Dr. Lyden continues a distinguished record of achievement in the field of cerebral vascular disease and stroke. He edited the book Thrombolytic Therapy for Acute Stroke, which received very favorable reviews and is now in its second edition. The book is unique in its inclusion of cases as tutorials designed to help the reader learn how to administer thrombolytic therapy.
Dr. Lyden's laboratory research focuses in two major areas: angiogenesis after ischemia, and mechanisms underlying the ischemic penumbra. His investigations have resulted in important new findings that have been described in numerous publications and presented at both national and international meetings. The Lyden lab developed a stereologic method for quantifying capillaries in the brain. To their surprise, they found that capillaries were not increased long term after focal brain ischemia. This suggests that post-ischemic angiogenic signaling serves some other purpose. They noted a short-term increase in capillarity around ischemic areas, and that such capillaries were always found in areas of necrosis: there was a significant correlation between capillary counts and macrophage numbers. This suggests a novel explanation for the post-ischemic angiogenic signaling, which the Lyden team terms the "clean-up hypothesis."
Dr. Lyden is currently pursuing microvessel quantification using novel two-photon laser scanning microscopy. This work is a collaboration with Professor David Kleinfeld, in the Physics Department, who is also a member of the Neurosciences Graduate Program. A second line of continuing investigation involves the mechanism of the formation of the ischemic penumbra. In classical models, the penumbra is viewed as a shell of marginally perfused tissue surrounding an ischemic core, or central zone of early cell death.
In contrast, imaging data obtained by Beth Friedman, PhD, in the Lyden lab clearly show the shell model to be invalid during the first few hours after stroke onset. Instead, Friedman found a heterogeneous pattern of blood-brain barrier damage and cellular injury: islands of injured tissue were intercalate among areas of normal tissue. The "islands" model of the ischemic penumbra has now been confirmed by other researchers using other methods. Friedman and Lyden continue to pursue studies designed to determine the mechanism of formation of the islands and the processes that cause the islands to coalesce over time, and to seek novel strategies that might interrupt the process.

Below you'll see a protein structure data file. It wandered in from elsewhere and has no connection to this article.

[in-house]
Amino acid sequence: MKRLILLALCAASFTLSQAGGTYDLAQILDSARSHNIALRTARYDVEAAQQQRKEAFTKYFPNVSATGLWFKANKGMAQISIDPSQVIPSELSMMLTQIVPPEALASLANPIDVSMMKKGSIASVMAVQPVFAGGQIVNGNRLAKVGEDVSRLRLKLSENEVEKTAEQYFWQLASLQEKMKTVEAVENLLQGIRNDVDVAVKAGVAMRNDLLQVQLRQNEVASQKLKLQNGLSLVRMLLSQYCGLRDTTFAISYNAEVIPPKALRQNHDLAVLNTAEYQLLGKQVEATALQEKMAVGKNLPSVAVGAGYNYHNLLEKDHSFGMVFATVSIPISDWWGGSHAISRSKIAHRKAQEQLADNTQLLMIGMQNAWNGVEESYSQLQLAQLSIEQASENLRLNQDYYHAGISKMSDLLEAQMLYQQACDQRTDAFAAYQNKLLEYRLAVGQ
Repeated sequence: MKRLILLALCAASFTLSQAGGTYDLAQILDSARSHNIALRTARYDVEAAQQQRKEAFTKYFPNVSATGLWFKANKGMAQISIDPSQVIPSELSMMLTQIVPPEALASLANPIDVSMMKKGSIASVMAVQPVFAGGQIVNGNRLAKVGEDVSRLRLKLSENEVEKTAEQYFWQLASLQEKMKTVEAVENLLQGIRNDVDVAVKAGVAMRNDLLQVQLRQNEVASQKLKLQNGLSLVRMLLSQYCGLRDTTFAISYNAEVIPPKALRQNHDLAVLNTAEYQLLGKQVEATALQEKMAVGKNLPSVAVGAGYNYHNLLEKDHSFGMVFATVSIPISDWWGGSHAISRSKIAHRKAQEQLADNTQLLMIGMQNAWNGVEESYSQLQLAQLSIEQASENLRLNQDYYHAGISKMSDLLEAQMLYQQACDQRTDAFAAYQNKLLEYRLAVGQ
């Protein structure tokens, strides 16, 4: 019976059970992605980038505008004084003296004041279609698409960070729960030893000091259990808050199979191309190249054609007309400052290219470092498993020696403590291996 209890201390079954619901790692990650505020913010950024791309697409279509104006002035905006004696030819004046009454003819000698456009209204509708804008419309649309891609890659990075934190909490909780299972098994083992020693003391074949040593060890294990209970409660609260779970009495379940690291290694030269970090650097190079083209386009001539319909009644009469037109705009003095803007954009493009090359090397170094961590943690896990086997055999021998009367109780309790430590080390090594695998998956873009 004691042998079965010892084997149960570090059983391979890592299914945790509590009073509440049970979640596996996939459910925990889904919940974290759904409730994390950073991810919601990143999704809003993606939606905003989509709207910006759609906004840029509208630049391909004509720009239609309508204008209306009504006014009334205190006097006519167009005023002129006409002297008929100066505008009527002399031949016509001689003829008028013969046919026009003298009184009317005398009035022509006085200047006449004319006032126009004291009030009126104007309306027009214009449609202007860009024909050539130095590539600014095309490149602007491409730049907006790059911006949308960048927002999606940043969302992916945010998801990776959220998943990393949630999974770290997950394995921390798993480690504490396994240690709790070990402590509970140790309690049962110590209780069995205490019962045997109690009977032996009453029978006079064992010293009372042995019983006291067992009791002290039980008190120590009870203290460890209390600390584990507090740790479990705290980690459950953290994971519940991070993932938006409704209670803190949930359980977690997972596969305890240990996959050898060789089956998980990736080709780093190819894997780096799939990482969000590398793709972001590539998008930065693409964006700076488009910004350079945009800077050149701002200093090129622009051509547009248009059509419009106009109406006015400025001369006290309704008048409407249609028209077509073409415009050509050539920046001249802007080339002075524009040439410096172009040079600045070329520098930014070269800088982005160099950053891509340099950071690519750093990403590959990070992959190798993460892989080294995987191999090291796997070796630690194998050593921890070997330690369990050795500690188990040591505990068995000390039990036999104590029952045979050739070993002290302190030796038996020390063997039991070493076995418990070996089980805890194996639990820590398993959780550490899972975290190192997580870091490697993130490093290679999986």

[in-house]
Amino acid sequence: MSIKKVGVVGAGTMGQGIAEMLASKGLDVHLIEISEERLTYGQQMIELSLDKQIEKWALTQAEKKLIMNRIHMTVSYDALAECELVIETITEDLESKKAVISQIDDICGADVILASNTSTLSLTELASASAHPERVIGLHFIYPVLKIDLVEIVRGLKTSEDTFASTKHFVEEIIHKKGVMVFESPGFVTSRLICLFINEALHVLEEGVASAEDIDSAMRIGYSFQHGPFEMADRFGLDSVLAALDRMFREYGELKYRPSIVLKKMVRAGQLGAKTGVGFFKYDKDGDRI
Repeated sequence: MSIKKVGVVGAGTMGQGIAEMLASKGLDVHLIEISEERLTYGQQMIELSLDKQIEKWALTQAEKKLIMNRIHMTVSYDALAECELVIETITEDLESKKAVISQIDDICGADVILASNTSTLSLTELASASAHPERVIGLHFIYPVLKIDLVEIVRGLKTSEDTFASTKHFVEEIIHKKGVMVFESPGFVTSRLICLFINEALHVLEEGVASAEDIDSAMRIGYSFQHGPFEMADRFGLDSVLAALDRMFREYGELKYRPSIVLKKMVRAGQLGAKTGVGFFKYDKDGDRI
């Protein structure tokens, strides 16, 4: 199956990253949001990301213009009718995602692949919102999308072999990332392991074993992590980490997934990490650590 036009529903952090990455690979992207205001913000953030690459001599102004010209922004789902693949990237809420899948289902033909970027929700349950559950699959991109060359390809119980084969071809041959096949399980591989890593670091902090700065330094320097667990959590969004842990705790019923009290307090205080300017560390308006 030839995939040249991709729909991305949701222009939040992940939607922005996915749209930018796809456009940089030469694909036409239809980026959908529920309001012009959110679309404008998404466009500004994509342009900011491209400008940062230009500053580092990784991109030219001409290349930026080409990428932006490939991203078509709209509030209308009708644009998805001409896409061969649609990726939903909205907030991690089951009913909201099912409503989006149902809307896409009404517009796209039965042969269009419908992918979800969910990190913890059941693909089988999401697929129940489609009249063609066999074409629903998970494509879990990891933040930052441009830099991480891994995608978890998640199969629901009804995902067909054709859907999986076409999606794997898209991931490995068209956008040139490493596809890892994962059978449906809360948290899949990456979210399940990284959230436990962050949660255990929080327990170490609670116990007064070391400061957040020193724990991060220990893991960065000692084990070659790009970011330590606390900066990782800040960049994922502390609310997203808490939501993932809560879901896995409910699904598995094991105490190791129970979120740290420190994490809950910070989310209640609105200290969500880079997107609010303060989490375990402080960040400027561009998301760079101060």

The importance of Dr. Lyden's work and his recognition in the field are evident in long-term funding from pharmaceutical companies and in NIH-sponsored clinical trials, including R01, R21, and P50 grants from NINDS, a Merit Review from the VA, and Grants-in-Aid from the American Heart Association.
In addition, he is a sought-after lecturer both nationally and internationally. Dr. Lyden devotes a generous amount of time to teaching activities in a variety of settings. He serves as ward attending at the VA and UCSD Hillcrest and Thornton Medical Centers. He also attends in the VAMC and UCSD Urgent Neurology Clinics and in the UCSD Residents' Clinics as part of regular rotations.
Even with an intense research program, he spends significant time in scheduled instruction, specifically, Neurology 401 (Clinical Core Clerkship) and Neurology 407 (Elective Clerkship). He also coordinates a research seminar, Neurobiology of Cerebral Ischemia, and annually mentors one or two graduate and undergraduate students in his laboratory.
As a complement to a solid record of academic achievement, Dr. Lyden devotes substantial time to university and public service activities. In his capacity as Clinical Service Chief, he represents the department at the level of the UCSD Medical Group and Hospital. This position also has the designation of Department Vice Chair. In February 2007, Dr. Lyden began his term of service as Chair of the UCSD Health Sciences Faculty Council.
Editorial activities include service as a regular reviewer for such premier journals as Neurology, Stroke, and Journal of Stroke and Cerebrovascular Diseases. Additionally, he serves as an ad hoc reviewer for Archives of Neurology and Experimental Neurology. He is a member of the Editorial Board of the Journal of Stroke and Cerebrovascular Diseases and a charter member of the Editorial Board of the International Journal of Stroke.